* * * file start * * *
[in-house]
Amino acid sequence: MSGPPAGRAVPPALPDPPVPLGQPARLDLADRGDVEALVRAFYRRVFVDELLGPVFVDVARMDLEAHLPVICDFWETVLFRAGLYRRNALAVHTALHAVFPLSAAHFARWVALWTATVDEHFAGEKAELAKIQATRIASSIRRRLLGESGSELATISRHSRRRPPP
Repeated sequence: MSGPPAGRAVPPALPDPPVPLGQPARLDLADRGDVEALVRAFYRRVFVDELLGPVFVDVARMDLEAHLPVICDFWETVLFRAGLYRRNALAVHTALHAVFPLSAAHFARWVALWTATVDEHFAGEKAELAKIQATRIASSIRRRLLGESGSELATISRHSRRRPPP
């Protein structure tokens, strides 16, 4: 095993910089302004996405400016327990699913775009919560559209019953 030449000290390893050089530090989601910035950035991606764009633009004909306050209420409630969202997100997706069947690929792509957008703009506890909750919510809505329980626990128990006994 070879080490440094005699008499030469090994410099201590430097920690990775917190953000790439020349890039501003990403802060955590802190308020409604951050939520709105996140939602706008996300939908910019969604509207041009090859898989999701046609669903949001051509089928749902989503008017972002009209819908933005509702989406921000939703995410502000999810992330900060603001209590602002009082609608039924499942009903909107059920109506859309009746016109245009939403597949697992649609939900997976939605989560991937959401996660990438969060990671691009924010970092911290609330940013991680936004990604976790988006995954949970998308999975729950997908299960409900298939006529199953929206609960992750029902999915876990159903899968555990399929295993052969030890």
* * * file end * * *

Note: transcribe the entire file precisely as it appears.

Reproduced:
[in-house]
Amino acid sequence: MSGPPAGRAVPPALPDPPVPLGQPARLDLADRGDVEALVRAFYRRVFVDELLGPVFVDVARMDLEAHLPVICDFWETVLFRAGLYRRNALAVHTALHAVFPLSAAHFARWVALWTATVDEHFAGEKAELAKIQATRIASSIRRRLLGESGSELATISRHSRRRPPP
Repeated sequence: MSGPPAGRAVPPALPDPPVPLGQPARLDLADRGDVEALVRAFYRRVFVDELLGPVFVDVARMDLEAHLPVICDFWETVLFRAGLYRRNALAVHTALHAVFPLSAAHFARWVALWTATVDEHFAGEKAELAKIQATRIASSIRRRLLGESGSELATISRHSRRRPPP
């Protein structure tokens, strides 16, 4: 095993910089302004996405400016327990699913775009919560559209019953 030449000290390893050089530090989601910035950035991606764009633009004909306050209420409630969202997100997706069947690929792509957008703009506890909750919510809505329980626990128990006994 070879080490440094005699008499030469090994410099201590430097920690990775917190953000790439020349890039501003990403802060955590802190308020409604951050939520709105996140939602706008996300939908910019969604509207041009090859898989999701046609669903949001051509089928749902989503008017972002009209819908933005509702989406921000939703995410502000999810992330900060603001209590602002009082609608039924499942009903909107059920109506859309009746016109245009939403597949697992649609939900997976939605989560991937959401996660990438969060990671691009924010970092911290609330940013991680936004990604976790988006995954949970998308999975729950997908299960409900298939006529199953929206609960992750029902999915876990159903899968555990399929295993052969030890």